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Old 10-30-23, 05:54 PM
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Originally Posted by LV2TNDM
Disagree about tension not being important. It's crucial. And when you quote someone who makes possibly THE most precise and nice spoke tension meter on the market, it's kinda funny:


Hjertberg has been a pretty big advocate of accurate spoke tension measuring for a long time now.
I know it’s fun to pile on but go read what I wrote again in the context of the thread. I didn’t say…and have never said…tension is unimportant. I never implied that Hjertberg says tension is unimportant. I was disagreeing with the idea that tension is “the single most important thing to do to make wheels strong.” Hjertberg’s own words don’t mention tension to make the wheel stronger, probably because he assume that the tension is right to begin with. Hjertberg opens that article with this statement

What’s the biggest overlooked feature in wheel building? Do you use it to your benefit? I bet not, but even still, you could probably use a reminder. Hint: it’s about spokes.
and then goes on to discuss the strength of the spokes without mentioning tension.


​​​​​​​I'd say the OP's problems are twofold: Crappy OEM wheels with dirt-poor spoke quality AND machine building with zero attention to even and appropriate spoke tension.
I don’t disagree. However the advice of just increase the tension or replacing the wheel with another machine built wheel is bad advice.

​​​​​​​Rebuild those wheels with double-butted DT or Sapim spokes and achieve proper, even tension, and the OP will be set. Unless he weighs 350 lbs. and bombs rock gardens with flat tires on that bike!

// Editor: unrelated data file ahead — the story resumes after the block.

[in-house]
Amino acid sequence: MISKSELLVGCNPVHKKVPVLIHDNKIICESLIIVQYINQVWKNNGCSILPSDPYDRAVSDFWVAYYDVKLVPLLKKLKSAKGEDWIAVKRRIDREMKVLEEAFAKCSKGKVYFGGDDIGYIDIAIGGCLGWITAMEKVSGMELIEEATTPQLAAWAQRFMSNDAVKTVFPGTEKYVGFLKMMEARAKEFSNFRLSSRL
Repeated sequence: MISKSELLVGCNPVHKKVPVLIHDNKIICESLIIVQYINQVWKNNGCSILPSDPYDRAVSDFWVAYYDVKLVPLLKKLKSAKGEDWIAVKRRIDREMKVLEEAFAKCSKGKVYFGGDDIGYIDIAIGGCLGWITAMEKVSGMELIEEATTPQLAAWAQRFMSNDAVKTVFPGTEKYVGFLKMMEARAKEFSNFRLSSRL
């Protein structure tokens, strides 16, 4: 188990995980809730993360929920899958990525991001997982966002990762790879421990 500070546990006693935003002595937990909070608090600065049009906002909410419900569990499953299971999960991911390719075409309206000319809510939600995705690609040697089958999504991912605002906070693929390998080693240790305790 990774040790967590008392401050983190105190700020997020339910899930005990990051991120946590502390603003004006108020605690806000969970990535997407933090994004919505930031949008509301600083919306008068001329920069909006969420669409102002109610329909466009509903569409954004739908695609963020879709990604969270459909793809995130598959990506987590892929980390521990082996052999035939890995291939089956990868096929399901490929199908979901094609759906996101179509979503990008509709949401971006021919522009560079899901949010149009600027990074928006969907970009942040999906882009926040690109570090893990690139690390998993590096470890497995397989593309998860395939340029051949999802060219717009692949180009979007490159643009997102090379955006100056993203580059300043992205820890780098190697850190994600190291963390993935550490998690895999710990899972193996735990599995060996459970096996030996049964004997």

Or rebuild with triple butted spokes and the bike will be able to bomb those rock gardens. It won’t hurt to use triple butted spokes. They do everything the double butted spokes do with a large margin of strength.

What’s the downside?
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Old 10-30-23, 06:12 PM
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Originally Posted by cyccommute
Good for you! DT Swiss are about as good as it gets. Go with the Alpine III and ride with confidence.

One caveat: Go find an old wheel (check a local co-op) and dismantle it, then use it to practice lacing and tensioning before you build up with more expensive spokes. I used this four part series of articles from Bicycling magazine to teach myself how to build wheels nearly 40 years ago. It’s the basis for a class I teach on wheel building as well. You can pretty much ignore the first of the series which are about wheel parts and selection but the three other parts are still applicable
ok! thanks... I will check that out as well!
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Old 10-30-23, 06:18 PM